Living Village

As part of SMU’s first Engineering & Humanity Week in April 2011, students will live, cook their meals and sleep in temporary shelters designed to house people living in extreme poverty or displaced by war and natural disasters. Students, faculty and local members of the community will build the “Living Village” on the SMU campus lawn, showcasing structures ranging from standard-issue United Nations tents to the experimental EcoDome (sandbag shelter), which uses wire to stabilize walls constructed of long, earth-filled tubes.

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First night at the Living Village

An entry from Ryan, a sophomore electrical engineering major and French minor:

So, last night was the first night staying in the UNHCR tent for me. The tent is huge! It could easily fit 10 people or more. Considering I was one of the two people partying in the UNHCR tent (Whoo! Whoo! Party time!), we had plenty of room for ourselves.

At about 12:20 a.m., I went to sleep to the gentle strummings of an acoustic guitar. I woke up 3 or 4 times for various reasons – once around 2 a.m. to zip up my sleeping bag all the way (it was a little colder than I expected last night, mid-50s maybe?), once more at 3:44 a.m. to the sound of a man running wire or power cables or something, another at 6:40 a.m. to the birdsong of a grackle, and then finally about first light.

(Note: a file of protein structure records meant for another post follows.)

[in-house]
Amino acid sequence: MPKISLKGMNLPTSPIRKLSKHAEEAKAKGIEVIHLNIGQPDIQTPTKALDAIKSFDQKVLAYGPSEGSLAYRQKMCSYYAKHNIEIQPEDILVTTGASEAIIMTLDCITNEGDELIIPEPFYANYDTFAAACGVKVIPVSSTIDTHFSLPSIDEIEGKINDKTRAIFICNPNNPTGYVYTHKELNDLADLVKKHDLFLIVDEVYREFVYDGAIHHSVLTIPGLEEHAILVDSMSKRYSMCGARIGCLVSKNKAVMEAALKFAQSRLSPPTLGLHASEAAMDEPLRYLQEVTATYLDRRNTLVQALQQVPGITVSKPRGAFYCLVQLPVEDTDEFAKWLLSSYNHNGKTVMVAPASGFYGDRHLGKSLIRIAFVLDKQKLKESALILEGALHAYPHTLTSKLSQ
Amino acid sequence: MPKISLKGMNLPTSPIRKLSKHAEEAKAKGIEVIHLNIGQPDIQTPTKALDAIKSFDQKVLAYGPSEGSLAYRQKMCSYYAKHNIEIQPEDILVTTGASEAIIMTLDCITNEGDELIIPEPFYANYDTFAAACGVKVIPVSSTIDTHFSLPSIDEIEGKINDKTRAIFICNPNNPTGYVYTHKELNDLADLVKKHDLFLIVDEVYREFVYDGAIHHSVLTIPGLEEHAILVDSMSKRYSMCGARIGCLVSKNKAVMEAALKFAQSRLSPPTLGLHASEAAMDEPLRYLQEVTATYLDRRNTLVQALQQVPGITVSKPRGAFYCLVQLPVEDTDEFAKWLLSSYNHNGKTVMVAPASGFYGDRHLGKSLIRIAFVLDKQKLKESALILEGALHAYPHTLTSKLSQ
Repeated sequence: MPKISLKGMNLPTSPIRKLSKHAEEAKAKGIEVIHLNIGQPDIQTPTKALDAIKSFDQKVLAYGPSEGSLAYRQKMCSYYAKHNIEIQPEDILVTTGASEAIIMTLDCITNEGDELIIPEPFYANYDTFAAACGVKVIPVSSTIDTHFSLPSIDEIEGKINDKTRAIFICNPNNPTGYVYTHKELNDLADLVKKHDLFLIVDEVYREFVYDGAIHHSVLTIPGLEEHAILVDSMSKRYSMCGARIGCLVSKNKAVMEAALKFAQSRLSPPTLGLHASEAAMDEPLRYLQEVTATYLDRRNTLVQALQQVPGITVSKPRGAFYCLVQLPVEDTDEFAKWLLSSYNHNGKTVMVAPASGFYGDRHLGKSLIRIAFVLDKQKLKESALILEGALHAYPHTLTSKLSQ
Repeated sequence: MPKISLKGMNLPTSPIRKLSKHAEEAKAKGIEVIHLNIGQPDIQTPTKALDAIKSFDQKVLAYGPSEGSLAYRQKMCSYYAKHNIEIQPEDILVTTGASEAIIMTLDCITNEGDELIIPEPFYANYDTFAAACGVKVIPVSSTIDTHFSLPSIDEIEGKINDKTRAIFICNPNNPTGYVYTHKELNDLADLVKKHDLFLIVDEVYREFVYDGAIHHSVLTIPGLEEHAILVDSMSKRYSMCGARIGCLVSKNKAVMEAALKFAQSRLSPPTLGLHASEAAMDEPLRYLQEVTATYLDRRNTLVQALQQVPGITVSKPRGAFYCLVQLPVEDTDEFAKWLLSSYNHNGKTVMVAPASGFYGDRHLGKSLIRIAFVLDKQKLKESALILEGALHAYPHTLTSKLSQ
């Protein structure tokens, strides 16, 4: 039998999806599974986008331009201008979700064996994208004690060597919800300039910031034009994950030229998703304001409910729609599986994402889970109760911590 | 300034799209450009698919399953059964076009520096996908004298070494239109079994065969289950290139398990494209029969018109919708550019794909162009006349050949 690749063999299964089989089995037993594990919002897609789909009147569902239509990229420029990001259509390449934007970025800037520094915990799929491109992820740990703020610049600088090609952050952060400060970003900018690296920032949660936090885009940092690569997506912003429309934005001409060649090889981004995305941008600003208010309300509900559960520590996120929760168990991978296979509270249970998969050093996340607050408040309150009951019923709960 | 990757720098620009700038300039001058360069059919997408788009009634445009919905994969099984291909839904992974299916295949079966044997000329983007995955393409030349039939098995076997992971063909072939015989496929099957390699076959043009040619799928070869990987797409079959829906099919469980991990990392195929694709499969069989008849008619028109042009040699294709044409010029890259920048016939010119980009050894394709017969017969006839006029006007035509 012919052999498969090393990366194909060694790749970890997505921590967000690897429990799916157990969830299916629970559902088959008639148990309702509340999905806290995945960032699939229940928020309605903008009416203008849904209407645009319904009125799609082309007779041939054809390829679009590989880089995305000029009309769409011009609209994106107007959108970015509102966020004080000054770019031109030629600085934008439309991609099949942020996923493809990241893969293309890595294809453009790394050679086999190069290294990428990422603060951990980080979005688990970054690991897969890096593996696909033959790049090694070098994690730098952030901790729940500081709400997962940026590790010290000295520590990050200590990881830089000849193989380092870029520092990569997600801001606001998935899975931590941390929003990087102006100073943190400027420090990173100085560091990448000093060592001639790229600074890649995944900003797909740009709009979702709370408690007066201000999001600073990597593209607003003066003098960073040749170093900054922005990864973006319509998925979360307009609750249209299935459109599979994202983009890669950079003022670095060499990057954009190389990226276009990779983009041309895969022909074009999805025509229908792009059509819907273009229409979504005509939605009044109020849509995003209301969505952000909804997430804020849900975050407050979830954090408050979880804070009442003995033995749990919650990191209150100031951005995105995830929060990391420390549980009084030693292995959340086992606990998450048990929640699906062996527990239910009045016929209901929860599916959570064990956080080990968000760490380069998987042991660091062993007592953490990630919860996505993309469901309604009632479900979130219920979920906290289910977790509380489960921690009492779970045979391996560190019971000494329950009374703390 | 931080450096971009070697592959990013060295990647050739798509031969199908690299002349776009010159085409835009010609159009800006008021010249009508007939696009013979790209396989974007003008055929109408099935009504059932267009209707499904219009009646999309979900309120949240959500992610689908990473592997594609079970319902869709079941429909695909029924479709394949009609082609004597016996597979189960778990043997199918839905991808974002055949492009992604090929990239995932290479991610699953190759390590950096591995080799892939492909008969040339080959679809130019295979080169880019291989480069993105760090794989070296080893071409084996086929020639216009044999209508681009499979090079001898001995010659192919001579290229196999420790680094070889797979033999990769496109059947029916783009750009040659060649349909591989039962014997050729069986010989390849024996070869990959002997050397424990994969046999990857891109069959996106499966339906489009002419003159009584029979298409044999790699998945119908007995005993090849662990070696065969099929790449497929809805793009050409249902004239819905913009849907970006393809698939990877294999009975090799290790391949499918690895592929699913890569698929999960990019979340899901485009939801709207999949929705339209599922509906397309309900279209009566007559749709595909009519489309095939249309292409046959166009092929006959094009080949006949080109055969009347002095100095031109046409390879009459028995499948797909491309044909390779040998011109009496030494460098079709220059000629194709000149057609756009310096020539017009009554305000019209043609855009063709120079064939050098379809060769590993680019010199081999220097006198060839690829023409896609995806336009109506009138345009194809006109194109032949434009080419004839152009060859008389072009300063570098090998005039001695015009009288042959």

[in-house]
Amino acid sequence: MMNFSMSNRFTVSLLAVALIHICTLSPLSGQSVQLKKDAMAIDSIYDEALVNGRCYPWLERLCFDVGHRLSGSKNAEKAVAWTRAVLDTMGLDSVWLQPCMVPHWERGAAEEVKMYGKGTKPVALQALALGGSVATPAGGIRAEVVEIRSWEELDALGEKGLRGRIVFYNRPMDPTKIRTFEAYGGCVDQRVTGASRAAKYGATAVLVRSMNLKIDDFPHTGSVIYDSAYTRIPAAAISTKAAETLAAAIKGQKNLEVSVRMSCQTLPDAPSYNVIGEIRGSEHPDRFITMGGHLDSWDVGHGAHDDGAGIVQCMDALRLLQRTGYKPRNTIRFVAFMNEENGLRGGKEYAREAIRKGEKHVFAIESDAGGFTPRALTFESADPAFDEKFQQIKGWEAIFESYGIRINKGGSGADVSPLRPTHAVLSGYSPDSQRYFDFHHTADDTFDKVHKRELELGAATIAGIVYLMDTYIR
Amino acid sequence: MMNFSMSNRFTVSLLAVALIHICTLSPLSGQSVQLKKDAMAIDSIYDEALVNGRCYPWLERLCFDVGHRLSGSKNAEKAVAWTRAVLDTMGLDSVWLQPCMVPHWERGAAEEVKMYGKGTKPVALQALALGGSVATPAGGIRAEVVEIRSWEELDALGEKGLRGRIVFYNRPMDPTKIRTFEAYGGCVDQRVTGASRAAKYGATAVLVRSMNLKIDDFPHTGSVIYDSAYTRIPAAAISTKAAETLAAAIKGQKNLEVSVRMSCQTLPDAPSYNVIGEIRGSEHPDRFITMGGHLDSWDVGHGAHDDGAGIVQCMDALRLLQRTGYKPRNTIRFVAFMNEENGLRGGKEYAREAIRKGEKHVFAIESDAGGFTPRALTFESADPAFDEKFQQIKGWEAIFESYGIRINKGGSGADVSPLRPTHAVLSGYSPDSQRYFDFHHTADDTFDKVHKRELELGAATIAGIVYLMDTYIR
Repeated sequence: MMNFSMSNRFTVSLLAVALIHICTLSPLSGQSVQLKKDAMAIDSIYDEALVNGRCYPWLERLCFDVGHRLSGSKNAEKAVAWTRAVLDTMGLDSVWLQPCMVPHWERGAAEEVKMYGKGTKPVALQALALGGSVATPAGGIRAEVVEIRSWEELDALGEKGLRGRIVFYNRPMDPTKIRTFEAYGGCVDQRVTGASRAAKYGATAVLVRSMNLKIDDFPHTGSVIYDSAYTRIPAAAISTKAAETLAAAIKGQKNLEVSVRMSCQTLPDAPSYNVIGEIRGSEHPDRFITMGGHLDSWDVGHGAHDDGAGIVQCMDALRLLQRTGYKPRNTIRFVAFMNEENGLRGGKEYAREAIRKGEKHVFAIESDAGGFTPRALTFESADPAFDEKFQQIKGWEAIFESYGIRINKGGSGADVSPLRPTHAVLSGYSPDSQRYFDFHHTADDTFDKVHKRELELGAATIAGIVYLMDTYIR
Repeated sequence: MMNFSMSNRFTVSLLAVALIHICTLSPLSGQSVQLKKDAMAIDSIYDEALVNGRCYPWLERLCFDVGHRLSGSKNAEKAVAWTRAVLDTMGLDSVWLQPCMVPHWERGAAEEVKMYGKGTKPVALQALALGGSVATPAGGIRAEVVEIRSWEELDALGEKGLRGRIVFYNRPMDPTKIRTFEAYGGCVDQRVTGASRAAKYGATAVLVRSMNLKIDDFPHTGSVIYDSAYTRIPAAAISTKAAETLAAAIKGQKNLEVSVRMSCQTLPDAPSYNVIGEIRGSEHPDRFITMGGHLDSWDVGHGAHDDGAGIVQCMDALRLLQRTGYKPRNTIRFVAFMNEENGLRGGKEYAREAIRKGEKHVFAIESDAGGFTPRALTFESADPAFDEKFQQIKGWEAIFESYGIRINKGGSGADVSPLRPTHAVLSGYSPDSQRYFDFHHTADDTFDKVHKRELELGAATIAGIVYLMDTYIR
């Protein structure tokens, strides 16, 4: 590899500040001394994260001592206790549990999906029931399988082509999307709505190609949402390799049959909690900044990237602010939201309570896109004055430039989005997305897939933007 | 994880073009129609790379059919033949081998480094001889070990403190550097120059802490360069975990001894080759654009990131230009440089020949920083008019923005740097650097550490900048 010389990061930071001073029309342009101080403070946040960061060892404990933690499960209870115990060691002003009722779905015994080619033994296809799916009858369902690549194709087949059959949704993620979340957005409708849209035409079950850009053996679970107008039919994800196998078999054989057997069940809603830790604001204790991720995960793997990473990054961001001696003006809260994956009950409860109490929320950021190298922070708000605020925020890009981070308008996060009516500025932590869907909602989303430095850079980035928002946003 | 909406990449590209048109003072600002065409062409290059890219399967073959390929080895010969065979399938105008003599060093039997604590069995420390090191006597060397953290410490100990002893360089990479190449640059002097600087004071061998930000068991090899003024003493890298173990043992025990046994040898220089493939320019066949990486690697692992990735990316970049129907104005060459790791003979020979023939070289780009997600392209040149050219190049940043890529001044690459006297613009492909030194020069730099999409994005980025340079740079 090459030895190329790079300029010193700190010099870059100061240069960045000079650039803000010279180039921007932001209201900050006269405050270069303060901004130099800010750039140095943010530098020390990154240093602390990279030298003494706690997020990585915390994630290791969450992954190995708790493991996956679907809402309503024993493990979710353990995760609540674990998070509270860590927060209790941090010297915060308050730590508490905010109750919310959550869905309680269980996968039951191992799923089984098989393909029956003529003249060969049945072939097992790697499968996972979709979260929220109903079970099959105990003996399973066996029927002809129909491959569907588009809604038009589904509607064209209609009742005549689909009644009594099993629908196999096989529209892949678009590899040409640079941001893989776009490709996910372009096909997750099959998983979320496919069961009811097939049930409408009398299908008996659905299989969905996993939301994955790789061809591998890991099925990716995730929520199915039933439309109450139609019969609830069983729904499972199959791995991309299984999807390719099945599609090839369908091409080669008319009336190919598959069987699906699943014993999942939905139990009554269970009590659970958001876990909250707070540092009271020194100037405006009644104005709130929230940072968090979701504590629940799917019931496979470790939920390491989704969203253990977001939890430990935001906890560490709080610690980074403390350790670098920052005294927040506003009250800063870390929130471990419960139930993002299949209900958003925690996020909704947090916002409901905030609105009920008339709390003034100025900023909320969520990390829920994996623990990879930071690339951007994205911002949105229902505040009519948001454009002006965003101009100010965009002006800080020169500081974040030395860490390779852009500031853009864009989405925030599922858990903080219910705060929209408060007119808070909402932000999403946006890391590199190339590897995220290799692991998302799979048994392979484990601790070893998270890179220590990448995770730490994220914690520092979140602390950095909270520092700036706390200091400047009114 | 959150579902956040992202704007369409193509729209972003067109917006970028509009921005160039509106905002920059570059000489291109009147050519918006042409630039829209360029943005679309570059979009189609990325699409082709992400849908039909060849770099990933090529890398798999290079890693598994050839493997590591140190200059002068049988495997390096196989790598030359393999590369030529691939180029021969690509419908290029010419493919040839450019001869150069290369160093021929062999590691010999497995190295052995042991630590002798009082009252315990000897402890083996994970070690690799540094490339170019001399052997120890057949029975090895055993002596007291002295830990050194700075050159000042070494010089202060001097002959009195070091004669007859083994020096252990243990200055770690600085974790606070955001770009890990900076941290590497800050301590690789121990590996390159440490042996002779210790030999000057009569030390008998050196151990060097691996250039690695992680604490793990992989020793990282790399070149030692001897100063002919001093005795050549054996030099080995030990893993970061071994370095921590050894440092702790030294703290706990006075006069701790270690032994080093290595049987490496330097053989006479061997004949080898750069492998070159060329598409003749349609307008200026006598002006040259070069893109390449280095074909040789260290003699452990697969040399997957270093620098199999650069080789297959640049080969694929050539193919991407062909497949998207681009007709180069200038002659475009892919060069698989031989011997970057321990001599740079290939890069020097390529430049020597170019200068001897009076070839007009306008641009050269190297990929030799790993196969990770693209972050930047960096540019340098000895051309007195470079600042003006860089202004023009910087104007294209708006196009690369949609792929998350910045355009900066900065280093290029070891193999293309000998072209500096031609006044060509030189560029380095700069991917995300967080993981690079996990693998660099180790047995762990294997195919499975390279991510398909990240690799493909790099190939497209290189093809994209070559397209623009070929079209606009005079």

I have slept in a tent before but not without a sleeping pad between me and the hard ground. So I was definitely achy this morning, like an old man. The nice thing about the UNHCR tent compared to the other structures is that we weren’t directly touching the ground at anytime. No wet grass, no dirty dirt, and for the most part, no bugs. (While combing my hair this morning, I may have found one or two.)

So, in summary, here’s a list of things that I learned last night:

– The ground is hard and cold
– I hate grackles
– Electricians get up early
– Bugs are everywhere
– AND guitars are pleasant to fall asleep to

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